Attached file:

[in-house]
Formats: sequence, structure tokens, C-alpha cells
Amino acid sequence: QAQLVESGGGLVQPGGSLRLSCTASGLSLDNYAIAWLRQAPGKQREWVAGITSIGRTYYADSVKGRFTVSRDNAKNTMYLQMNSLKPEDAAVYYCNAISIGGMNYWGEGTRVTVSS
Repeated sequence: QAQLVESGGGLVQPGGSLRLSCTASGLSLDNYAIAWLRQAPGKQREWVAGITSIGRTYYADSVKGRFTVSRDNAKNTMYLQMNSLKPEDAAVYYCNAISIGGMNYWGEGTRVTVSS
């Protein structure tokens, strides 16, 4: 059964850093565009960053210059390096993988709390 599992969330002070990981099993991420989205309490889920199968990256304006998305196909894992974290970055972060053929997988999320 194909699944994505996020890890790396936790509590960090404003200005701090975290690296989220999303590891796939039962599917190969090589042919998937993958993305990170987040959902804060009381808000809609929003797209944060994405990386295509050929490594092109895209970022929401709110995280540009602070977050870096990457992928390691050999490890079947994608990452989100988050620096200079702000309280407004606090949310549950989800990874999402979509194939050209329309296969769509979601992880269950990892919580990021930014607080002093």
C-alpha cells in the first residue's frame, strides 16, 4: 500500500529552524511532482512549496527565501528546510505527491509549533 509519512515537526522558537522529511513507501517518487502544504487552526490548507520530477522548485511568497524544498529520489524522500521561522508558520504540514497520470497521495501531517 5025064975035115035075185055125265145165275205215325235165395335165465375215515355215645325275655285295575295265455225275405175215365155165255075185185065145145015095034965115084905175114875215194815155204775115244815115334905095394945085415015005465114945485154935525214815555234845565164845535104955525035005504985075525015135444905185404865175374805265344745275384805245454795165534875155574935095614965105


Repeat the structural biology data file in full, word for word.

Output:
[in-house]
Formats: sequence, structure tokens, C-alpha cells
Amino acid sequence: QAQLVESGGGLVQPGGSLRLSCTASGLSLDNYAIAWLRQAPGKQREWVAGITSIGRTYYADSVKGRFTVSRDNAKNTMYLQMNSLKPEDAAVYYCNAISIGGMNYWGEGTRVTVSS
Repeated sequence: QAQLVESGGGLVQPGGSLRLSCTASGLSLDNYAIAWLRQAPGKQREWVAGITSIGRTYYADSVKGRFTVSRDNAKNTMYLQMNSLKPEDAAVYYCNAISIGGMNYWGEGTRVTVSS
């Protein structure tokens, strides 16, 4: 059964850093565009960053210059390096993988709390 599992969330002070990981099993991420989205309490889920199968990256304006998305196909894992974290970055972060053929997988999320 194909699944994505996020890890790396936790509590960090404003200005701090975290690296989220999303590891796939039962599917190969090589042919998937993958993305990170987040959902804060009381808000809609929003797209944060994405990386295509050929490594092109895209970022929401709110995280540009602070977050870096990457992928390691050999490890079947994608990452989100988050620096200079702000309280407004606090949310549950989800990874999402979509194939050209329309296969769509979601992880269950990892919580990021930014607080002093």
C-alpha cells in the first residue's frame, strides 16, 4: 500500500529552524511532482512549496527565501528546510505527491509549533 509519512515537526522558537522529511513507501517518487502544504487552526490548507520530477522548485511568497524544498529520489524522500521561522508558520504540514497520470497521495501531517 5025064975035115035075185055125265145165275205215325235165395335165465375215515355215645325275655285295575295265455225275405175215365155165255075185185065145145015095034965115084905175114875215194815155204775115244815115334905095394945085415015005465114945485154935525214815555234845565164845535104955525035005504985075525015135444905185404865175374805265344745275384805245454795165534875155574935095614965105